It happened one day at the year's white end;
Two neighbors called on an old-time friend.
And they found his shop, so meager and mean,
Made gay with a thousand boughs of green.
And Conrad was sitting with face a-shine,
When he suddenly stopped as he stitched a twine,
And said, "Old friends, at dawn today,
"When the cock was crowing the night away…
"The Lord appeared in a dream to me,
And said, 'I'm coming your guest to be'.
So I've been busy with feet astir,
Strewing my shop with branches of fir.
"The table is spread and the kettle is shined
And over the rafters, the holly is twined.
And now I will wait for my Lord to appear,
And listen closely so I will hear.
His step as He nears my humble place,
And I open the door and look in His face."
So his friends went home and left Conrad alone,
For this was the happiest day he had known.
For long since, his family had passed away,
And Conrad had spent a sad Christmas Day.
But he knew with his Lord as his Christmas Guest,
This Christmas would be the dearest and best.
And he listened with only joy in his heart,
And with every sound, he would rise with a start.
And look for the Lord to be standing there,
In answer to his earnest prayer.
So he ran to the window after hearing a sound,
But all that he saw on the snow covered ground…
Was a shabby beggar whose shoes were torn,
And all of his clothes were ragged and worn.
So Conrad was touched and went to the door,
And he said "Your feet must be frozen and sore.
And I have some shoes in my shop for you,
And a coat that will keep you warmer, too.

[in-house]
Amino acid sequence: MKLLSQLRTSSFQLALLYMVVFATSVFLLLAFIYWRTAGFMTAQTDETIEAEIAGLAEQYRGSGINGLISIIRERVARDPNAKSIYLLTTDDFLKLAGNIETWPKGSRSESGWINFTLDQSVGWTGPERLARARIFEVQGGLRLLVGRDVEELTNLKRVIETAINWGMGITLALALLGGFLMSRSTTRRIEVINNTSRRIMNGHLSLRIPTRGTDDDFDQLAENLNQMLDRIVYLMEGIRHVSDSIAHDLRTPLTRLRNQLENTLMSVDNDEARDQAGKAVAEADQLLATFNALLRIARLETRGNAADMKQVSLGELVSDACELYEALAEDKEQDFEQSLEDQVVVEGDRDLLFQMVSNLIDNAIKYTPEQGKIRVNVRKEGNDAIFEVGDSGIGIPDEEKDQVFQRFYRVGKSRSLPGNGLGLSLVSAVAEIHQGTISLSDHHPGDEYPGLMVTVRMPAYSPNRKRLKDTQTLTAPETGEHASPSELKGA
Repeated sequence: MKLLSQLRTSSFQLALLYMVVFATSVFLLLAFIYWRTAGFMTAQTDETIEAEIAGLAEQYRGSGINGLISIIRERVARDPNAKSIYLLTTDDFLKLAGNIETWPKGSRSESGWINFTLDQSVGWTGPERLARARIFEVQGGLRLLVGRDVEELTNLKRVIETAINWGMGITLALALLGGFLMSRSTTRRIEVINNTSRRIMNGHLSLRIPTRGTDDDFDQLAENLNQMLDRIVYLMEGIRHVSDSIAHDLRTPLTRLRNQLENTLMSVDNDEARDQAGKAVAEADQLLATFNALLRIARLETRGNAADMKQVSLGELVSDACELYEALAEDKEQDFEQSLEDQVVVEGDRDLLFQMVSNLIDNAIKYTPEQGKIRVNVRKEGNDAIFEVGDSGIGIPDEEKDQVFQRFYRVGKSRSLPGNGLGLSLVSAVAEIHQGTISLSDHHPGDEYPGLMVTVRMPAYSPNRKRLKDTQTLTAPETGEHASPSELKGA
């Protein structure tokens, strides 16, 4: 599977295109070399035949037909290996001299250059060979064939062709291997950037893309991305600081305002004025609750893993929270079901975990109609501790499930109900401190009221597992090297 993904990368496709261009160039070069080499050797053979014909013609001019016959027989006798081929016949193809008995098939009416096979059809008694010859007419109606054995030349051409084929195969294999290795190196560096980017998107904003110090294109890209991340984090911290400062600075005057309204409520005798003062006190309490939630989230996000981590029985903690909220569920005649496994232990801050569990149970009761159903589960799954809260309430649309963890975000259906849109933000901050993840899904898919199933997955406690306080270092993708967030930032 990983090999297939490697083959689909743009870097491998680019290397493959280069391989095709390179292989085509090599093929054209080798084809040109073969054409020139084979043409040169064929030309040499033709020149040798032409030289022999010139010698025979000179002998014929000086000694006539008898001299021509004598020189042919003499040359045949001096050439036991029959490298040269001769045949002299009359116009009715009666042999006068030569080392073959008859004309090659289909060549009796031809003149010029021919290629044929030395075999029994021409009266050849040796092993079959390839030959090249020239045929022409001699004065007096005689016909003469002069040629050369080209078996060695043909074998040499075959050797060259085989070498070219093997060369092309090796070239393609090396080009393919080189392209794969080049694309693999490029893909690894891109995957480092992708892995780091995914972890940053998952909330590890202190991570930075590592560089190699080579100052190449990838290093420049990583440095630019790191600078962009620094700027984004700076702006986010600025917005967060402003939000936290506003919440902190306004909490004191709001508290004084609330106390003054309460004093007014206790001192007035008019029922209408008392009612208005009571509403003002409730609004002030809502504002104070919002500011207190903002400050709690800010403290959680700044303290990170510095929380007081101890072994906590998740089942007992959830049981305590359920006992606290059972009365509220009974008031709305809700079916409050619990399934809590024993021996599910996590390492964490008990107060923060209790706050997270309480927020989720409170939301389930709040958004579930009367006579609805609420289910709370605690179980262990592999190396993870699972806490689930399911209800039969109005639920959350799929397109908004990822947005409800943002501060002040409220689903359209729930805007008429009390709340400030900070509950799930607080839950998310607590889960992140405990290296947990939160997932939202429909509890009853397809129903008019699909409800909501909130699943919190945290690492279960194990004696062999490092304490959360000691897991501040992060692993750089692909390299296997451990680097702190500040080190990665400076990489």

So with grateful heart, the man went away,
But as Conrad noticed the time of day,
He wondered what made his dear Lord so late,
And how much longer he'd have to wait.
When he heard a knock, he ran to the door,
But it was only a stranger once more;
A bent old crone with a shawl of black,
A bundle of faggots piled on her back.
She asked for only a place to rest,
But that was reserved for Conrad's Great Guest.
But her voice seemed to plead, "Don't send me away,
Let me rest for awhile on Christmas Day."
So Conrad brewed her a steaming cup
And told her to sit at the table and sup.
But after she left, he was filled with dismay,
For he saw that the hours were passing away.
And the Lord had not come, as He said He would.
And Conrad felt sure he had misunderstood.
Out of the stillness, he heard a cry,
"Please help me and tell me where am I?"
He stood disappointed, as twice before.
It was only a child who had wandered away,
And was lost from her family on Christmas Day.
Again Conrad's heart was heavy and sad
But he knew he should make this little girl glad.
SO he called her in and wiped her tears,
And quieted all her childish fears.
Then he led her back to her home once more,
But as he entered his darkened door,
He knew that the Lord was not coming today
For the hours of Christmas had passed away.
So he went to his room and knelt down to pray,
And he said, "Dear Lord, Why did You delay?
"What kept you from coming to call on me?
For I wanted so much Your face to see."
When soft in the silence, a voice he heard:
"Lift up your head, for I kept My Word.
"Three times My shadow crossed your floor,
Three times I came to your lonely door.
For I was the beggar with bruised, cold feet.
I was the woman you gave to eat.
And I was the child on the homeless street."